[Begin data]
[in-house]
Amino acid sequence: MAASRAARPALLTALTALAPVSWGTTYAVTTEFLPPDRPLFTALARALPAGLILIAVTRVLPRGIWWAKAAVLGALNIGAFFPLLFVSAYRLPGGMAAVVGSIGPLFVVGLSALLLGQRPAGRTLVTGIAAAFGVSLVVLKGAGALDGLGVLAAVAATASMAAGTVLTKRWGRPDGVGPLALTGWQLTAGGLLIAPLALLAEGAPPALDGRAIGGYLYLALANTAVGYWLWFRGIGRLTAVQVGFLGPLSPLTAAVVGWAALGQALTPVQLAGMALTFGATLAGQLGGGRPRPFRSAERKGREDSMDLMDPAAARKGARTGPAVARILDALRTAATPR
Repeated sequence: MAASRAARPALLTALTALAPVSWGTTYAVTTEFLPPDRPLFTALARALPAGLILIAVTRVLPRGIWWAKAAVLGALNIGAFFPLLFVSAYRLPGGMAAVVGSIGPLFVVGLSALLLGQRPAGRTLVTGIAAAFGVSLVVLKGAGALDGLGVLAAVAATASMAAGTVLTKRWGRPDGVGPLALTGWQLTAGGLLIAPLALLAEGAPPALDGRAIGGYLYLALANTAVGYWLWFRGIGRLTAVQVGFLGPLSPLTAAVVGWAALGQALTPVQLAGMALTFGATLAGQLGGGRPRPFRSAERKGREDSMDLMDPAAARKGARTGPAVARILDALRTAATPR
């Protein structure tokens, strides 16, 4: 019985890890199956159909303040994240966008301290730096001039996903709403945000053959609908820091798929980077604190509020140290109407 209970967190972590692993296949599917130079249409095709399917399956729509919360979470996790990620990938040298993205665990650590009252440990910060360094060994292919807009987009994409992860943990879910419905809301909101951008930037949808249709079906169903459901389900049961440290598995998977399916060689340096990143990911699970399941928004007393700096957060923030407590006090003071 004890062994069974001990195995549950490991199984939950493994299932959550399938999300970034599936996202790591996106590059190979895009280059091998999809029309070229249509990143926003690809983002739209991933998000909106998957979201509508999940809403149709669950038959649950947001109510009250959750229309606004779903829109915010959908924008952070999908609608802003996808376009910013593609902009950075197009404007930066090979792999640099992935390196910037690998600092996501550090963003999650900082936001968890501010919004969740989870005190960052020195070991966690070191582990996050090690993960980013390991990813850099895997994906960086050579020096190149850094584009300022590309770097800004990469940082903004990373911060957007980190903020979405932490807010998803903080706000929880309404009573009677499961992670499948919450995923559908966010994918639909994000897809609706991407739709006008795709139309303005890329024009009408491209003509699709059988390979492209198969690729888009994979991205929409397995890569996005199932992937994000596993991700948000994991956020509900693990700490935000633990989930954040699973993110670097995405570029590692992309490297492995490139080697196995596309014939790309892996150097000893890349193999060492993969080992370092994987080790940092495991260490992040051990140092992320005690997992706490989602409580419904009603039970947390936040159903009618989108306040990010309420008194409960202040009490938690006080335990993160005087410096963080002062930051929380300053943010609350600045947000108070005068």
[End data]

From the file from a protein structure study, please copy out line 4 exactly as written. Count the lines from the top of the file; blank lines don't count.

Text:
């Protein structure tokens, strides 16, 4: 019985890890199956159909303040994240966008301290730096001039996903709403945000053959609908820091798929980077604190509020140290109407 209970967190972590692993296949599917130079249409095709399917399956729509919360979470996790990620990938040298993205665990650590009252440990910060360094060994292919807009987009994409992860943990879910419905809301909101951008930037949808249709079906169903459901389900049961440290598995998977399916060689340096990143990911699970399941928004007393700096957060923030407590006090003071 004890062994069974001990195995549950490991199984939950493994299932959550399938999300970034599936996202790591996106590059190979895009280059091998999809029309070229249509990143926003690809983002739209991933998000909106998957979201509508999940809403149709669950038959649950947001109510009250959750229309606004779903829109915010959908924008952070999908609608802003996808376009910013593609902009950075197009404007930066090979792999640099992935390196910037690998600092996501550090963003999650900082936001968890501010919004969740989870005190960052020195070991966690070191582990996050090690993960980013390991990813850099895997994906960086050579020096190149850094584009300022590309770097800004990469940082903004990373911060957007980190903020979405932490807010998803903080706000929880309404009573009677499961992670499948919450995923559908966010994918639909994000897809609706991407739709006008795709139309303005890329024009009408491209003509699709059988390979492209198969690729888009994979991205929409397995890569996005199932992937994000596993991700948000994991956020509900693990700490935000633990989930954040699973993110670097995405570029590692992309490297492995490139080697196995596309014939790309892996150097000893890349193999060492993969080992370092994987080790940092495991260490992040051990140092992320005690997992706490989602409580419904009603039970947390936040159903009618989108306040990010309420008194409960202040009490938690006080335990993160005087410096963080002062930051929380300053943010609350600045947000108070005068």